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    One type of electric sax music is here:

     
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    Looping.
     
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    The entire book is traditional sheet music. What would happen if it were amino acid sheet music instead? Would it help or hinder a normal singer or a dyslexic?

    A New Approach to Sight Singing, a book by Sol Berkowitz, Gabriel Frontier, Leo Kraft, Perry Goldstein and Edward Smaldone, W.W. Norton & Company, New York/London, 5th edition (2011), states on p. 4,

    What To Avoid. For a musician, the ability to 'hear' music without playing it is an invaluable tool. Sight singing is an audible way for students to demonstrate that they can accurately translate notation into sound. The ultimate goal of a sigh singing curriculum is to develop skills and confidence in "hearing" notation and reproducing that notation through singing. Avoid crutches that enable you to learn and sing a melody but that hinder your growth of your ability to hear and sing music without playing it. Under no circumstances should you learn melodies assigned for prepared sight singing by recording them, or learn them through memorization after several playings at the piano or other instruments. Doing so will not help you learn to hear what you see. Furthermore, you should not write the solfege syllables or numbers in the book, as this will prevent you from gaining facility in the use of syllables or numbers. The well-trained musician will be able to look at a line within a texture and accurately "hear" it without playing it (or anticipate it before playing or singing it), and that goal should be in your mind as you practice.'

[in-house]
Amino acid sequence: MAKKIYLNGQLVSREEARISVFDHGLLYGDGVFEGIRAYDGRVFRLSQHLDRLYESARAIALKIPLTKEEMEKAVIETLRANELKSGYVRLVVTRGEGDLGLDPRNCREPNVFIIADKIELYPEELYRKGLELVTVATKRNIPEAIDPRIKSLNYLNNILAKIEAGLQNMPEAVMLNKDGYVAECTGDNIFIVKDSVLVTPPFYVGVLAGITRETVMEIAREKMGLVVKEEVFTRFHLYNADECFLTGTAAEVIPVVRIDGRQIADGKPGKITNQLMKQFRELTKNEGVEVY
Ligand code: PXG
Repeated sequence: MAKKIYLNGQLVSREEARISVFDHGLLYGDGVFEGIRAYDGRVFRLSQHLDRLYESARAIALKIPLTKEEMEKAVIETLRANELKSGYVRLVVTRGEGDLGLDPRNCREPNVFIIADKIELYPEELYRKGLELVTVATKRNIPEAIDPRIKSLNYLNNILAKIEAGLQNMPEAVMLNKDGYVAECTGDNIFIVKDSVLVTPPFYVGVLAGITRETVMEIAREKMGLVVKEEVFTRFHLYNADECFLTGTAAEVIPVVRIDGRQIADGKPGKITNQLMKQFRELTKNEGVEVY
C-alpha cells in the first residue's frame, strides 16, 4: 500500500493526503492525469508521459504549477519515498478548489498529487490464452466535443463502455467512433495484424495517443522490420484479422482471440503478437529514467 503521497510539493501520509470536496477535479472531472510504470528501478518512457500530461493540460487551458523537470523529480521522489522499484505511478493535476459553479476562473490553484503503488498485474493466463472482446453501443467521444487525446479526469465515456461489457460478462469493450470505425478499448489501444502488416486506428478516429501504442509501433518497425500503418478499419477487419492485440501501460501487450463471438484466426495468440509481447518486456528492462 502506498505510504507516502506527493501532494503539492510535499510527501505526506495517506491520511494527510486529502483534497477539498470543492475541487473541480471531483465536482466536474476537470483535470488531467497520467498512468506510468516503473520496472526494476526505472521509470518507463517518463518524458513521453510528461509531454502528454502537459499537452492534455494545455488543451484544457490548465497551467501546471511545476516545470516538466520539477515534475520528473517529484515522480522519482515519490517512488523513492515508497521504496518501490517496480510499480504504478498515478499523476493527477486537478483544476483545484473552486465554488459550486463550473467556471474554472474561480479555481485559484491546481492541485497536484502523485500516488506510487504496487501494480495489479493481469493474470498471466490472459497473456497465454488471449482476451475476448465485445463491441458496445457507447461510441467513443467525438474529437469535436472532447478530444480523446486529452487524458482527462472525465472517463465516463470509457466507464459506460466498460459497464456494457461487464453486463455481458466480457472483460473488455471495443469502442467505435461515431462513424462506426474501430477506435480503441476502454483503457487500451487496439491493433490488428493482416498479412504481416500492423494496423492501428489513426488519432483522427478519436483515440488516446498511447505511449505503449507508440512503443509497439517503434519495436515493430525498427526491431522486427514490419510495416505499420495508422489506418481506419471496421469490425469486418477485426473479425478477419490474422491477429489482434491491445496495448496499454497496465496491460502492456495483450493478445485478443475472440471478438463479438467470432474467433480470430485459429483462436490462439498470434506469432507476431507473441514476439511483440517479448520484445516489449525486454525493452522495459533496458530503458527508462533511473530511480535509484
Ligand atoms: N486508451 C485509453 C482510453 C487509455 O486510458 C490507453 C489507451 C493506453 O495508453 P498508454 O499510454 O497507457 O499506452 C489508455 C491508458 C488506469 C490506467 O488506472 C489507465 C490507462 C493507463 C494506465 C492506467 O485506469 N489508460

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    We had already posted this presenilin gene in Nov 2018 at post #16 of this thread. One can play the amino acid music music on sax, piano, etc.:

    4 Nov 2019 CBS News: Rare Genetic Mutation Might Hold Clues to Preventing Alzheimer's
    (URL functions if typed in spacebar)
    cbsnews.com/news/alzheimers-disease-rare-genetic-mutation-might-hold-clues-to-prevent-treat-dementia/
    '.... E280A, in addition she also carried the so-called "Christchurch" mutation in the APOE3 gene.'

    This report from Harvard, etc. is misleading because it does not mention that the "Christchurch" mutation, of which the woman has two copies, is R136S (arginine to serine). Note that arginine has the highest isoelectric point of all amino acids, and that the mutation to serine is a somewhat radical leap, isoelectrically. In the Japanese reports of post #16, the dentate gyrus is implicated, and the mutations are alanine-to-valine (A260V). Since our amino acid music is based on isolelectric assignments of the aminos, this isoelectric report for presynaptic impairment also links the (outer two-thirds) of the dentate gyrus, which we will subsequently link back to those involved in the early story of Alzheimer's:

    Nov 2019 High-Resolution Isoelectric Focusing / Presynaptic Impairment in the Dentate Gyrus
    The proteome of the dentate terminal zone of the perforant path indicates presynaptic impairment in Alzheimer disease. - PubMed - NCBI
    '....in outer two-thirds of the molecular layer of the dentate gyrus....'

    For the Japanese mutation of 1998, A260V (Pubmed abstract # 9643011), the presenilin gene sequence is, from position 251 to 270: AVISVYDLVA/VLCPKGPLRM. The mutation happens where the slash mark is at position 260, flanked on either side by two valines, which means that the natural sequence is changed to three valines in a row.